Category: women

The All-Male SPOTY 2011 nominees

By , 7th December 2011 00:02

BBC Sport opened a hornets nest when it managed to produce an all-male shortlist for its 2011 Sports Personality of the Year Award. Chrissie Wellington, who secured her fourth Ironman triathlon world title in October 2011, provided one of the most thoughtful critiques of the nomination process, the underlying gender-bias of Britain’s sporting media and its domination by football and a handful of other sports.

The Sports Journalists’ Association has highlighted that its members have a rich selection of female British world champions to choose between when casting their votes for its own Sportswoman of the Year Award. The favourites for their Sportsman of the Year Award closely resembles the SPOTY shortlist.


View SPOTY 2011 – the nominees in a larger map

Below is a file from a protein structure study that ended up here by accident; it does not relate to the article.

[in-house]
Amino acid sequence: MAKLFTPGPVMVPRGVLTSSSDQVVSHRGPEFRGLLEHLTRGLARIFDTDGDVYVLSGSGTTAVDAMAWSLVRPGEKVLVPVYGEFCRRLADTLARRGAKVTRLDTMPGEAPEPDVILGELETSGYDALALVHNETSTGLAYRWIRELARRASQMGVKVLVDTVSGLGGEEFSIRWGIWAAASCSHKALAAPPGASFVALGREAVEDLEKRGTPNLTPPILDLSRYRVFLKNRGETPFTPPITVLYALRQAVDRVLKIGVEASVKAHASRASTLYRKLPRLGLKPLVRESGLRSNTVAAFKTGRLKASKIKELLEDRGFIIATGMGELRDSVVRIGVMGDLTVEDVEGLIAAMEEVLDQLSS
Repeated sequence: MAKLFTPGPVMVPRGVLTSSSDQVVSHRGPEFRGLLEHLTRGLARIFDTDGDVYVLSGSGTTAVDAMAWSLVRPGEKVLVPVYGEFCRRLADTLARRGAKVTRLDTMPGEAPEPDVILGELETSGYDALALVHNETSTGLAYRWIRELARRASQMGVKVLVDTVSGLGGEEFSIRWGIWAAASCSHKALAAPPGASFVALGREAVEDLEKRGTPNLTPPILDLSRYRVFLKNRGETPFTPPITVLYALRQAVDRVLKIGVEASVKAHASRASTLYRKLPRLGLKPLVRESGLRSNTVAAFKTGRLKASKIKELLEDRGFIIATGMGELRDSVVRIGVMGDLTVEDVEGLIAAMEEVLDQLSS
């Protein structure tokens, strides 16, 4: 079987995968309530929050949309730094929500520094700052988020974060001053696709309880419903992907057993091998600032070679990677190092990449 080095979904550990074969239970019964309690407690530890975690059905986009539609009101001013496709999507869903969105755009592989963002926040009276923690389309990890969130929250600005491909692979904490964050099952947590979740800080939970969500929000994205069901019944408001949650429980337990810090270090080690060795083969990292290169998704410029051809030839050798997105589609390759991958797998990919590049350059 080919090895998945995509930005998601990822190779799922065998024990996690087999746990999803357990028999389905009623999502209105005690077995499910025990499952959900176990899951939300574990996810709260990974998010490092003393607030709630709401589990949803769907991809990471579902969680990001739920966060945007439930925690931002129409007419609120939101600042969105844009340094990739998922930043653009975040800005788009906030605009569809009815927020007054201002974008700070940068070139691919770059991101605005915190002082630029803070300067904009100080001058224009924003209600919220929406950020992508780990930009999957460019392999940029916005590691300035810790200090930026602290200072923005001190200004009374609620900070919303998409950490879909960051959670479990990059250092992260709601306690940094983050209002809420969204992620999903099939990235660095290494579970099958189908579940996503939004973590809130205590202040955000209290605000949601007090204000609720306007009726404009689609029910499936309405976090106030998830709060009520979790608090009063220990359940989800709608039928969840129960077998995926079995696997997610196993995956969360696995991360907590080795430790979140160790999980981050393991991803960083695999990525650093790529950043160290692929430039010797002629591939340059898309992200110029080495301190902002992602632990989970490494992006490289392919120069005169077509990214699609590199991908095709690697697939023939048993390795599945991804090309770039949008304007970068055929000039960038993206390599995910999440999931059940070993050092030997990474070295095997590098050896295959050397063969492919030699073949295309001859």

In its annual effort to discern possible voting patterns, Sporting Landmarks has once again mapped the home towns of SPOTY nominees. All four home countries are represented in this year’s SPOTY shortlist and cycling’s road race world champion Mark Cavendish represents the Isle of Man for the third year running.

Once again Northern Ireland has two nominees who will be seeking to keep the trophy in the Province after AP McCoy’s victory last year. However not only will the loyalties of Northern Ireland voters be split two ways between Rory McIlroy and Darren Clarke, Hemel Hempstead’s Luke Donald will also be competing for votes from golf.

Both ‘Londoners’ were actually born in Africa. Mo Farah, atheltics’ 5000m World Champion was born in Mogadishu, Somalia, although he moved to the East End as a boy. He is still affiliated with Newham & Essex Beagles according to UK Athletics although his training base is currently in Portland Oregon in the USA. Andrew Strauss arrived in England aged six having been born in Johannesburg, South Africa: Lords has been taken as the spiritual home for the Middlesex and England cricketer on the map.